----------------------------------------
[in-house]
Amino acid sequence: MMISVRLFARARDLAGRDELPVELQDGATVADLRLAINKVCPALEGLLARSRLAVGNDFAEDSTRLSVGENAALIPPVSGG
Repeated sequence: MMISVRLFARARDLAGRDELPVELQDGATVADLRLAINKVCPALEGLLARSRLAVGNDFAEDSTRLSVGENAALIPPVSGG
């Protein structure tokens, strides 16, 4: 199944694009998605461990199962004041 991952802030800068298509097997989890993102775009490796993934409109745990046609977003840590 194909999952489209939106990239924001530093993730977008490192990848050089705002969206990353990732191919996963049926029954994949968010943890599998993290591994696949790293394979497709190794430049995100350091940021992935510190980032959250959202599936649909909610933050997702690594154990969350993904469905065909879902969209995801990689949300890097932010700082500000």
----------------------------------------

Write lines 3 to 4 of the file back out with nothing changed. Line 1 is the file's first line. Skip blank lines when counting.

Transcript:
Repeated sequence: MMISVRLFARARDLAGRDELPVELQDGATVADLRLAINKVCPALEGLLARSRLAVGNDFAEDSTRLSVGENAALIPPVSGG
């Protein structure tokens, strides 16, 4: 199944694009998605461990199962004041 991952802030800068298509097997989890993102775009490796993934409109745990046609977003840590 194909999952489209939106990239924001530093993730977008490192990848050089705002969206990353990732191919996963049926029954994949968010943890599998993290591994696949790293394979497709190794430049995100350091940021992935510190980032959250959202599936649909909610933050997702690594154990969350993904469905065909879902969209995801990689949300890097932010700082500000």